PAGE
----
Home Read Classic Album Review: Osker | Idle Will Kill

Classic Album Review: Osker | Idle Will Kill

Devon Williams captures one of the most impressive growth spurts in indie-rock.

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This came out in 2001 – or at least that’s when I got it. Here’s what I said about it back then (with some minor editing):

 


The last time I talked to Osker’s grouchy frontman Devon Williams, he raved about Winnipeg’s Weakerthans. Looks like the L.A. lad has taken John Samson’s message to heart.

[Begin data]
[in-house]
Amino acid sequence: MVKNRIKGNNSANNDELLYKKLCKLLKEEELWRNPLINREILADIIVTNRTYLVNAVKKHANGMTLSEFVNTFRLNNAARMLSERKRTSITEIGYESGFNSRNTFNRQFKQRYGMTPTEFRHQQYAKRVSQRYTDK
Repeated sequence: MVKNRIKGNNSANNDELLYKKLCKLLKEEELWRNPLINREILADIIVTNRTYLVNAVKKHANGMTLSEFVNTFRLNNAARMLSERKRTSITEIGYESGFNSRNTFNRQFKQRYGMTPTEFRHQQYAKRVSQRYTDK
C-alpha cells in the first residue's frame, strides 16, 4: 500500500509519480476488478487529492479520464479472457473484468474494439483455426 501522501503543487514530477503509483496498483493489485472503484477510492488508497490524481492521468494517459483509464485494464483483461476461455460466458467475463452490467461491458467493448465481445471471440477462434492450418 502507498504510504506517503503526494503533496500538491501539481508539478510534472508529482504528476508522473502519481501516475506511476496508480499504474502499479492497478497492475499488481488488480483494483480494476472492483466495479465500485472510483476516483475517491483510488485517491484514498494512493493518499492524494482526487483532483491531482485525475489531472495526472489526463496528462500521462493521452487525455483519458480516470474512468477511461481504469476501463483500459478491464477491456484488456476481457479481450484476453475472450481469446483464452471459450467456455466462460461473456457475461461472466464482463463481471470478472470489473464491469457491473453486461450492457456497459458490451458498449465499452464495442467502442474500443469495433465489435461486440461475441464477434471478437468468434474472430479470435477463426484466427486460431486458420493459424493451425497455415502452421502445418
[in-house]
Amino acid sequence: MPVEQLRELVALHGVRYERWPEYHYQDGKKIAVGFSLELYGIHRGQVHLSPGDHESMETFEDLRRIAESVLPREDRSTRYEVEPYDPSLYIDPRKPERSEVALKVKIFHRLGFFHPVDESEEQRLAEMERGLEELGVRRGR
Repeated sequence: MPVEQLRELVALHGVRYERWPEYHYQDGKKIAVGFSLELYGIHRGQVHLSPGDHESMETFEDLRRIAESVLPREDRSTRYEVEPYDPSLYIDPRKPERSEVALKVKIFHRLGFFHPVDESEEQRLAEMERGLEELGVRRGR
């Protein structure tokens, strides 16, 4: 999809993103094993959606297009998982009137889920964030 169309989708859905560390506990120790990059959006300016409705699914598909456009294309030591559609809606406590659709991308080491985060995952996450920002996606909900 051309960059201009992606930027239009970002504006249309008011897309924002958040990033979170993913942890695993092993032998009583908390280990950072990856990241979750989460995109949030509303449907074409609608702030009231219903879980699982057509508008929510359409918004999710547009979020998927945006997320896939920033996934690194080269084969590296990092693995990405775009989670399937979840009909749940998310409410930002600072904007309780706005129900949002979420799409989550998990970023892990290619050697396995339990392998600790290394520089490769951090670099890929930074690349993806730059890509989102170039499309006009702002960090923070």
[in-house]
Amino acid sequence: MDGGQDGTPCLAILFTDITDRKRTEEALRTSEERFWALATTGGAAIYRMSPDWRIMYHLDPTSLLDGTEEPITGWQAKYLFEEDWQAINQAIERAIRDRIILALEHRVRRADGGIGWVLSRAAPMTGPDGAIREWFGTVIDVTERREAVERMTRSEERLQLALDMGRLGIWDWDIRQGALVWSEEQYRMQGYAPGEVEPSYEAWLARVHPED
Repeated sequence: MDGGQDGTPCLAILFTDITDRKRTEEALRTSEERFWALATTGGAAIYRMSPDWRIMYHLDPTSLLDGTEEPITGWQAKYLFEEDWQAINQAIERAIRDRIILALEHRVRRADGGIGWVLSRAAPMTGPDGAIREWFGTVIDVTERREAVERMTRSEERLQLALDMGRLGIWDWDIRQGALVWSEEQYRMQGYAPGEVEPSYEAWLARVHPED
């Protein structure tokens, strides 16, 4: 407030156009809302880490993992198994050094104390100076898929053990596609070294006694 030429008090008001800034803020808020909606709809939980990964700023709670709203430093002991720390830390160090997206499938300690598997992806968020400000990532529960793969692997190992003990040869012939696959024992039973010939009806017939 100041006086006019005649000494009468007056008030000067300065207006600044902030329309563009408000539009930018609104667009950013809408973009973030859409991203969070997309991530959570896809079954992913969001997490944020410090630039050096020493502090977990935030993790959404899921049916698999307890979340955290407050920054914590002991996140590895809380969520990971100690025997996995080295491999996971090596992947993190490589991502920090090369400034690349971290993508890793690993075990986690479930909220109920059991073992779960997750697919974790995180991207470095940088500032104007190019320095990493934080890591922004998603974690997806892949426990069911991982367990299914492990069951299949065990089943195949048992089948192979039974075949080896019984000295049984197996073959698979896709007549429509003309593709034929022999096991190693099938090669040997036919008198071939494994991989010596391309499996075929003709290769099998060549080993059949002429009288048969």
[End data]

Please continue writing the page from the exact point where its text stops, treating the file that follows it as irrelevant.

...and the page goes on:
Idle Will Kill, the sophomore album from the teenage hardcore prodigy, tears up the high school-yearbook angst of his debut Treatment 5; in its place, Devon moves closer to the sort of wistful punk romanticism that is Samson’s stock in trade. This 45-minute disc’s 14 songs read like entries in Devon’s diary — his poetic lyrics deliver fearlessly forthcoming, literate tales of late-adolescent disillusionment and indignation. Like any angry young man, Devon’s soaring, insistent vocals betray his idealism that fuels his outrage, while his explosively powerful yet tastefully restrained bursts of churning emo-punk chart one of the most impressive growth spurts in indie-rock. I can’t wait to hear the music this guy makes when he gets old — like, say, 22.